If the renovation of this four-story brownstone wasn’t a 100 percent gut, it was at least 90 percent. “Nothing from the original floor plan was maintained, except the exterior walls and the mantel in the front parlor,” said architect Ben Herzog of Ben Herzog Architect, whose team has grown to number a dozen since he founded the Park Slope-based firm a decade ago.
The front facade was restored and re-brownstoned, with new arched windows and a new bluestone walk, in compliance with Landmarks requirements for the block.
Inside, said Herzog, “It wasn’t falling apart, but there was a 1980s gray Formica kitchen, giant can lights, soffits built everywhere.” They even had to remove beer-brewing equipment on the garden level.
In converting the former two-family to a single-family for his clients, a couple with two children, Herzog replaced all the mechanicals with new systems, installed expansive windows on the rear wall of the two lower levels and introduced huge skylights.
The interior was reimagined with wide arched openings between rooms, a move suggested by Dekar Design, a SoHo-based interiors firm which was also responsible for most of the colorful finishes and furnishings.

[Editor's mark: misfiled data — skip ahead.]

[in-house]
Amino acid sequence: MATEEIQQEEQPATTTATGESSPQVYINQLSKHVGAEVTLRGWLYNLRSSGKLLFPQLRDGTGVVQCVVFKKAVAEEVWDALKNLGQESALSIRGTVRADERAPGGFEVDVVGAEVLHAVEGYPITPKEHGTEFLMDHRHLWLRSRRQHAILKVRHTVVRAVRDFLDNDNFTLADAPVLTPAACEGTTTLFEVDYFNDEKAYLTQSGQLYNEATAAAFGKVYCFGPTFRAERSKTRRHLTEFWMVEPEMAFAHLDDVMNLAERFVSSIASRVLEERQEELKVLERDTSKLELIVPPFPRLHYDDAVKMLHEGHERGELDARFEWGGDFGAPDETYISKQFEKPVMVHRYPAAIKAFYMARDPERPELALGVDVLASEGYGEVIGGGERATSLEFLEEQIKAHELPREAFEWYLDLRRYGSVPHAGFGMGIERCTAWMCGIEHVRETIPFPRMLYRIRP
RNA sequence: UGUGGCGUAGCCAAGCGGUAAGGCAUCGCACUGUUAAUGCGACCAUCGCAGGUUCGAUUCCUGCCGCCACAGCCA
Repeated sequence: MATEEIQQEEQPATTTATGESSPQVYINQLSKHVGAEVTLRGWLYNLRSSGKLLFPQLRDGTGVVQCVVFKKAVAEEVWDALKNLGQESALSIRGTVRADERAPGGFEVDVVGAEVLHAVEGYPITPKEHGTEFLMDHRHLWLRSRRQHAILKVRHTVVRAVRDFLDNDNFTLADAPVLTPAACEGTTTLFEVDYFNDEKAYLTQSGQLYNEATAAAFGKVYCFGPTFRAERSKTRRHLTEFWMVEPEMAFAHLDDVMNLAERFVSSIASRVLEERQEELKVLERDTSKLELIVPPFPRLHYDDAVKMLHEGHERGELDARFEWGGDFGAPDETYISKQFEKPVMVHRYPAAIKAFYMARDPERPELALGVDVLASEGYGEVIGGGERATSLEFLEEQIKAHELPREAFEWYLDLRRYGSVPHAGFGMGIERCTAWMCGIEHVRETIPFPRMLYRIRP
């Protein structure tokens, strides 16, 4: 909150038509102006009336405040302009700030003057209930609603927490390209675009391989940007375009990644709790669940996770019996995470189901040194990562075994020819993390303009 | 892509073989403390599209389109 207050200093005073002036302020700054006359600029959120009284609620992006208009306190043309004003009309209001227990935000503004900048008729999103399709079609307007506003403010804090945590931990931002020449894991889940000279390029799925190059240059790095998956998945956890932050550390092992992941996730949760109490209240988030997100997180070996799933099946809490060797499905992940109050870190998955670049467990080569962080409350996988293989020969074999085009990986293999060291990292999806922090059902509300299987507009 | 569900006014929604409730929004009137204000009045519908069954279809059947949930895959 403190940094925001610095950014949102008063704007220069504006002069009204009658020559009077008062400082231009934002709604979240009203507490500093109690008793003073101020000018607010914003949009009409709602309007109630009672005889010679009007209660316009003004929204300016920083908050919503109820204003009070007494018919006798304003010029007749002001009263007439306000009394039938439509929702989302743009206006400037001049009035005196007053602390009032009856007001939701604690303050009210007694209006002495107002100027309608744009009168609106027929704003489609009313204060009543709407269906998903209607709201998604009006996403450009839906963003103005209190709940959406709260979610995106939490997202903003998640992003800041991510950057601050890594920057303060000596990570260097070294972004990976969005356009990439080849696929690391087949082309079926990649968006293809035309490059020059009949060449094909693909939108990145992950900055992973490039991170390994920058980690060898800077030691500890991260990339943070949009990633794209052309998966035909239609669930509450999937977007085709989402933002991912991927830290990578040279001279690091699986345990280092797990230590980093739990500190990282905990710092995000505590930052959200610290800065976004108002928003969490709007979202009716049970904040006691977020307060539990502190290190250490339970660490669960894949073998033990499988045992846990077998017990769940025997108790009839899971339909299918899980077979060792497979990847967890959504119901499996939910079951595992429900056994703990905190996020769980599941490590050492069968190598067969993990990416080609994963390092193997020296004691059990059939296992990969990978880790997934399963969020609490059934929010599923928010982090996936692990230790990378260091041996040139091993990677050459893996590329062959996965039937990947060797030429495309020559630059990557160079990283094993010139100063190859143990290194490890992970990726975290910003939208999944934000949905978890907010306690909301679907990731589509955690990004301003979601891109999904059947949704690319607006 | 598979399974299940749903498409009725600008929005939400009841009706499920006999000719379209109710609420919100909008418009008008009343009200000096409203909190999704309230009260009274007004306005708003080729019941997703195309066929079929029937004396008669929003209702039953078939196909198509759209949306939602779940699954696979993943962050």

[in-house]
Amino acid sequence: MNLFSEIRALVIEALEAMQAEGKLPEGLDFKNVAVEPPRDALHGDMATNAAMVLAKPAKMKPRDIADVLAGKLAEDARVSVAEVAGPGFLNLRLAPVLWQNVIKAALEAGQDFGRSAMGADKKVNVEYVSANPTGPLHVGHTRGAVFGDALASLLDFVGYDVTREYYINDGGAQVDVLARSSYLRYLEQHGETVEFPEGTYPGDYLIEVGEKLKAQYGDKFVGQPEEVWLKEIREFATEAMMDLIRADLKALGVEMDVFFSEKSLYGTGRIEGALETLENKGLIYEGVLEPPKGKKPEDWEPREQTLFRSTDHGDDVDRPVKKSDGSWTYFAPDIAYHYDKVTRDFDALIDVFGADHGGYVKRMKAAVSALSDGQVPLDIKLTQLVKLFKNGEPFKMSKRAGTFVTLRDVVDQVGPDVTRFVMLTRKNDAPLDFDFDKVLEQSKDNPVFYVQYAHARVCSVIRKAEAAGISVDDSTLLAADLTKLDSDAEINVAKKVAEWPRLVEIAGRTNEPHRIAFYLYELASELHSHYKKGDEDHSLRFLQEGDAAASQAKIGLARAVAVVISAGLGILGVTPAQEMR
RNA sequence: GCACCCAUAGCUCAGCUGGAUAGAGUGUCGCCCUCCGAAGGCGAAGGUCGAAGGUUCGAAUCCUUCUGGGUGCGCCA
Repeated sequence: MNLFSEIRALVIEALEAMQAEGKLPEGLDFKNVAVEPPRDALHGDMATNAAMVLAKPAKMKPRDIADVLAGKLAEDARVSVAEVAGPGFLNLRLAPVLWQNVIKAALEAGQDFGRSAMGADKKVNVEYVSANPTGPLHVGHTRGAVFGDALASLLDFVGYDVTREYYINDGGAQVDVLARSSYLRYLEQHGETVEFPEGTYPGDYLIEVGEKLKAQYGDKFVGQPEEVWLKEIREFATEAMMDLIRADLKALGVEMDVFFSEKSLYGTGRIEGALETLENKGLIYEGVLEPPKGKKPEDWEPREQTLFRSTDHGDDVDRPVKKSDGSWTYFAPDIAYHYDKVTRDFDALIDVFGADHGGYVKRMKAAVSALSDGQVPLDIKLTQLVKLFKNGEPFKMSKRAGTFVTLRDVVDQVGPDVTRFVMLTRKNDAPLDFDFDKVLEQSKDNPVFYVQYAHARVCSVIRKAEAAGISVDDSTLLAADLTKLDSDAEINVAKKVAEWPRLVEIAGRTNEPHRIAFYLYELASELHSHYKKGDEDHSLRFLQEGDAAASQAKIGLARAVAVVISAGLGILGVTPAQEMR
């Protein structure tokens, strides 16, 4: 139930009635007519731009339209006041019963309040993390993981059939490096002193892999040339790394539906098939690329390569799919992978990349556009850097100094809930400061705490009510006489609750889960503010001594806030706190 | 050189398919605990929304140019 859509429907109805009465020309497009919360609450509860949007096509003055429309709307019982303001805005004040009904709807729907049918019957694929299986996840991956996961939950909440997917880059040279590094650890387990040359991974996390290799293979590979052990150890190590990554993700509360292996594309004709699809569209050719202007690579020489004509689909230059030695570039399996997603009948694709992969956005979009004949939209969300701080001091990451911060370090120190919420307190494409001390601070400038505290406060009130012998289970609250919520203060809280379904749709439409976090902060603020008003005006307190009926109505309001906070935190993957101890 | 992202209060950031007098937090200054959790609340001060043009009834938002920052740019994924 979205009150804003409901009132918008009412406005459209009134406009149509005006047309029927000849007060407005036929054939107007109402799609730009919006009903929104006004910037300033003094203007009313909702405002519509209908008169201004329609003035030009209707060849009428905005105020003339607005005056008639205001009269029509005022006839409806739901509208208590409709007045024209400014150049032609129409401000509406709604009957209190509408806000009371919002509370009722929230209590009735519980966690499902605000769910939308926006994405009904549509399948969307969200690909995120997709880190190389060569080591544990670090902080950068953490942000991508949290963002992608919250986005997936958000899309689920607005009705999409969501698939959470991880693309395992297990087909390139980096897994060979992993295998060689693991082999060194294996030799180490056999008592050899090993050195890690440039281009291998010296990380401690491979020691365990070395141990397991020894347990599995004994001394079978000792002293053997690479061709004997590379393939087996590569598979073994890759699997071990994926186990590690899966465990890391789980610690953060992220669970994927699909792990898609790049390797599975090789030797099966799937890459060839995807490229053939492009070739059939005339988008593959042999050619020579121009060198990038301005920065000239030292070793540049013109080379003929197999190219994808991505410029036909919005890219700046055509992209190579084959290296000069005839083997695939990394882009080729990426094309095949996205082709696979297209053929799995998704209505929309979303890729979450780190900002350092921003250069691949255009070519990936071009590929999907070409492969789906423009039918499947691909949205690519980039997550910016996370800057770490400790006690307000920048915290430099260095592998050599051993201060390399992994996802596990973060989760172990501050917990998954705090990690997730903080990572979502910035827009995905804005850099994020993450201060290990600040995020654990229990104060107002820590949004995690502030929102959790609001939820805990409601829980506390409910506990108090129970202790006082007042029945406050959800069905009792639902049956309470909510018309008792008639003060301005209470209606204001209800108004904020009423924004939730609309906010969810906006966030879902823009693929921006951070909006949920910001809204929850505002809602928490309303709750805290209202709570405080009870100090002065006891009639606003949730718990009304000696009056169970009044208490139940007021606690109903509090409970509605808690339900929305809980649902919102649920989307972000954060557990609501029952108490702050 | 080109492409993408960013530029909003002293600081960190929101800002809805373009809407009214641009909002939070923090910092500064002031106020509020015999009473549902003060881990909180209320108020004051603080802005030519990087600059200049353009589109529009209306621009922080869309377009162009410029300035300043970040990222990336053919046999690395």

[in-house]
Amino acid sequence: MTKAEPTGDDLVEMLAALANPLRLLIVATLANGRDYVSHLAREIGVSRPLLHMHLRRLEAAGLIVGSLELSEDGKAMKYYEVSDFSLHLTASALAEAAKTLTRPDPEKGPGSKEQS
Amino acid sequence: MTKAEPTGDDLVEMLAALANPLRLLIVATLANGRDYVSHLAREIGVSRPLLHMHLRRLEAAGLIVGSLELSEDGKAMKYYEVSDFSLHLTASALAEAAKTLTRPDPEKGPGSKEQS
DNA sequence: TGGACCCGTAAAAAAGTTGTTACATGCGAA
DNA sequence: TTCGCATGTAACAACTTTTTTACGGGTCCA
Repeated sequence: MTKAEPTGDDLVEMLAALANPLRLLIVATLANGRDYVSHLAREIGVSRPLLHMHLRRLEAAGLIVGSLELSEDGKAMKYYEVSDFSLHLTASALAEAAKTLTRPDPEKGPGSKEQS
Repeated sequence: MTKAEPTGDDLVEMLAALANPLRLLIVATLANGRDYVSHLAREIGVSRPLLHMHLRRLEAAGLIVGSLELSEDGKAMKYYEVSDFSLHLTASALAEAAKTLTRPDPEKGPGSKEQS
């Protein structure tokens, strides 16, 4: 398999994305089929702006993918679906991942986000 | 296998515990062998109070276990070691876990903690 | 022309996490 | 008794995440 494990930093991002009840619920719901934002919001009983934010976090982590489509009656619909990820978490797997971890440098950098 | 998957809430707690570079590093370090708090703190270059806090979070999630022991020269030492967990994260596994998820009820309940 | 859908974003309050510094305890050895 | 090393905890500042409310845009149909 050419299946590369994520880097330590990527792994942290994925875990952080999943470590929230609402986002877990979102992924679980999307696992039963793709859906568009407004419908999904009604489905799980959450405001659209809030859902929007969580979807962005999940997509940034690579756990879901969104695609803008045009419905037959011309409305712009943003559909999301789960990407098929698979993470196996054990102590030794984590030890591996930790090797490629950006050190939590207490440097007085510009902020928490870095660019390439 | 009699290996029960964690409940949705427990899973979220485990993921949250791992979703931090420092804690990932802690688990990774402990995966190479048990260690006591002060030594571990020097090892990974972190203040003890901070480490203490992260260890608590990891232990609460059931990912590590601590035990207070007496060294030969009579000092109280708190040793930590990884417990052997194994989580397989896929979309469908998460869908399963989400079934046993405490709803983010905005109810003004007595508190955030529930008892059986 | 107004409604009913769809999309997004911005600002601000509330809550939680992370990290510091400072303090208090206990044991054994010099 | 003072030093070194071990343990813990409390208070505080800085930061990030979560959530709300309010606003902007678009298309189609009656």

Extensive new moldings and custom millwork are what Herzog termed “clean traditional.” “The cabinetry has a flat profile,” he said. “It’s not ornate, nor are the new stair parts.”
“We restored the exterior front the way Landmarks would like,” he said, “and personalized it on the inside to the clients’ taste and style.”
The 20-feet-wide brownstone, on a coveted landmarked block with deep front yards, received a total facelift.
The distinctive archways between rooms on the parlor level were emphasized with deep-toned paint.
Pantry storage and a desk area were sited in the passthrough between the living room and kitchen. Air conditioning equipment and ductwork are hidden above. “We crammed a lot of function into that passthrough,” the architect said.
New wide-plank walnut flooring throughout “unifies everything,” Herzog said.
New windows covering most of the rear wall were chosen to relate in proportion to the windows on the house’s front façade, Herzog said.
The farmhouse-style kitchen was designed with input from the clients, one of whom is a professional chef. The sink along the back wall was a must for them, as was the butcher block counter — “essentially a giant cutting board,” the architect said.
A blue banquette, Hans Wegner chairs and a vintage carpet furnish the adjacent dining area with warmth and simplicity.
A combined shower/tub room is becoming something of a trend in master baths, the architect said. This one has a wall made of glass and steel, with a hinged door.
A custom vanity and new claw-foot tub elevate the space.
The skylit top floor belongs to the kids, with two bedrooms, a laundry room, a new bath and a wide open central space for homework and play.
Barbara Cannizzaro of Queens-based Josephine Design conceived the clean-lined scheme for the backyard.
[Photos by Brett Beyer]
The Insider is Brownstoner’s weekly in-depth look at a notable interior design/renovation project, by design journalist Cara Greenberg. Find it here every Thursday morning.
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